Calculative Patents
Dan L. Burk
April 9, 2021 | 12:00pm EST | 17:00pm UTC

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Dan L. Burk

Patents are legal delinquents. A growing body of empirical evidence demonstrates that patents repeatedly fail to fulfill the responsibilities they have been assigned in fostering innovation. But I argue here that in their moments of misbehavior, we can catch a glimpse of the social roles patents play when no one is watching. Drawing on insights from the sociology of markets, I argue that patents are surreptitiously performing functions familiar from the grocery store, the vegetable stand, or the barbershop. I suggest that patents are calculative, not in the mathematical sense, but in the sociological sense of structuring and facilitating market relations. This approach to discovering the social roles of patents opens the door to a new examination of patent purposes, and to understanding some otherwise inexplicable characteristics of patent law.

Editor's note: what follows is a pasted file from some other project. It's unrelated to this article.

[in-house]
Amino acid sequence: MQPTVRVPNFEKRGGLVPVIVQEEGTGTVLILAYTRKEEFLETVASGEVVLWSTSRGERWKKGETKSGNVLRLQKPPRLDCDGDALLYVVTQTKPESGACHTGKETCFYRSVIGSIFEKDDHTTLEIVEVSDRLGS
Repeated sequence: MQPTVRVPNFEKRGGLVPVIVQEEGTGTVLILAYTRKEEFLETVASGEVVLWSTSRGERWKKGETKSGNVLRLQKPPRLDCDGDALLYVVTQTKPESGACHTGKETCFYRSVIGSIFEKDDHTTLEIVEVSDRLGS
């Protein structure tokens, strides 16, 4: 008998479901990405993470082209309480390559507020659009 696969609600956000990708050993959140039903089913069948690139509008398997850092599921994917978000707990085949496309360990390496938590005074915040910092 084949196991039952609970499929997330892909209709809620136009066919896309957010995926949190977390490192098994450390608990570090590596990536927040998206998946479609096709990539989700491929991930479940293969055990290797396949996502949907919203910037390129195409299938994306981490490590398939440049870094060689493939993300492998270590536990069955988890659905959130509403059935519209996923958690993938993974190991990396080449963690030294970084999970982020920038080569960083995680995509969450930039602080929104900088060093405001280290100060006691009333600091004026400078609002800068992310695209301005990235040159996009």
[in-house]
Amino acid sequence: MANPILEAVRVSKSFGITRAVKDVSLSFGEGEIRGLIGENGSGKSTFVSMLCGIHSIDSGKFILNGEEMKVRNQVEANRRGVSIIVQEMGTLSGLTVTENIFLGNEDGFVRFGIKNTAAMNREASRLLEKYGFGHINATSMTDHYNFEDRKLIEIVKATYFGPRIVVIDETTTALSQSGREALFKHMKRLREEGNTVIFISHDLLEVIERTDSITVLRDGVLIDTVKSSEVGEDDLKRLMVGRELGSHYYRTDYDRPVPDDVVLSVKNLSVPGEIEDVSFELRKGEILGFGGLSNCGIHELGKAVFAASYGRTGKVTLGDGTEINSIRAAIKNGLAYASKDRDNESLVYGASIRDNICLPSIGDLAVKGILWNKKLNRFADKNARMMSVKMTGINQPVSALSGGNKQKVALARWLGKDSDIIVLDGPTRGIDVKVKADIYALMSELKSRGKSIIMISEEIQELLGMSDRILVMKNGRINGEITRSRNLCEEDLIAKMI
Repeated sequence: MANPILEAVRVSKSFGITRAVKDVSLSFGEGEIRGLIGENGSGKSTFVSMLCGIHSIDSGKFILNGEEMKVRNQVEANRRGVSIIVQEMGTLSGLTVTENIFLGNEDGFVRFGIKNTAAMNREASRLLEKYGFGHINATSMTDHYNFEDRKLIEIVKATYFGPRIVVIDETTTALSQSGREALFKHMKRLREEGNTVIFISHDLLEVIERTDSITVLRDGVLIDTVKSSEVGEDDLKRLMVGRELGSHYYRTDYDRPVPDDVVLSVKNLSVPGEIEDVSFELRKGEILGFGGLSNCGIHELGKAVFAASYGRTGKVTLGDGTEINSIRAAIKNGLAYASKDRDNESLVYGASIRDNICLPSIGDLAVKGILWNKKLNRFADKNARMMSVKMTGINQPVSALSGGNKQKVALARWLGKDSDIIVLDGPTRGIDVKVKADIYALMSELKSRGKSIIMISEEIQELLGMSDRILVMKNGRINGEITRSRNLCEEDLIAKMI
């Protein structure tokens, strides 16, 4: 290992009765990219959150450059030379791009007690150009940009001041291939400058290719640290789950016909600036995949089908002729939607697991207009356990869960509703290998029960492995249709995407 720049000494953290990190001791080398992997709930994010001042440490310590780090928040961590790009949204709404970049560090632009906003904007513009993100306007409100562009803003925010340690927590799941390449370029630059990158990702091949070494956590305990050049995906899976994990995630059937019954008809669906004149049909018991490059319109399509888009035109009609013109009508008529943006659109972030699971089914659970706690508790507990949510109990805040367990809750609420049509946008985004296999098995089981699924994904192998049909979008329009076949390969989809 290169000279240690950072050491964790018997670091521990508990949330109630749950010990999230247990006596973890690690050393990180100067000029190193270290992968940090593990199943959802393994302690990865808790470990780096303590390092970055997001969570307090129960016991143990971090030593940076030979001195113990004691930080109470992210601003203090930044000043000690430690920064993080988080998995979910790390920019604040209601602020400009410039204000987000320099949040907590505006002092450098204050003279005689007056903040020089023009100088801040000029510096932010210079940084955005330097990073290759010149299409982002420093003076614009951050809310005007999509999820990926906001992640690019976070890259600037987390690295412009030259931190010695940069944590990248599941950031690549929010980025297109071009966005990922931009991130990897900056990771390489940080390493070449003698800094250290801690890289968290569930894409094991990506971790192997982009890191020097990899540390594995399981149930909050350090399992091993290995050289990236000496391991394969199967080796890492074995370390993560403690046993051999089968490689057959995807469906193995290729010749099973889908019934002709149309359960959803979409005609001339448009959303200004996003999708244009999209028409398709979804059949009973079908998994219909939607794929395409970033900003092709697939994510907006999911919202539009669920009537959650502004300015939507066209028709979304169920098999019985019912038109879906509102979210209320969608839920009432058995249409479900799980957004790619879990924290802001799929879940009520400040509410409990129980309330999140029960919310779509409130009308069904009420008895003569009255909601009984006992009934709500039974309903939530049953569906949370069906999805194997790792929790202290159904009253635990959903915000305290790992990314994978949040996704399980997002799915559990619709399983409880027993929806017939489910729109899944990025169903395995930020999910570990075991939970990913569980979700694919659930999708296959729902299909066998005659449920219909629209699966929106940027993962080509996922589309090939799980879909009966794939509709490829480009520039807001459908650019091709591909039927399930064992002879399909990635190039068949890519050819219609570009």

About the Author

Dan L. Burk is Chancellor’s Professor of Law at the University of California, Irvine, where he was a founding member of the law faculty.  An internationally prominent authority on issues related to high technology, he teaches and writes on patent law, copyright, and related topics.  He has taught at leading institutions across the globe, including the University of Toronto, Sciences Po (Paris), and Bocconi University (Milan).  He is the author of numerous papers on the legal and societal impact of new technologies and is consistently ranked among the most highly cited intellectual property scholars in the American legal academy.

Professor Burk holds a B.S. in Microbiology (1985) from Brigham Young University, an M.S. in Molecular Biology and Biochemistry (1987) from Northwestern University, a J.D. (1990) from Arizona State University, and a J.S.M. (1994) from Stanford University.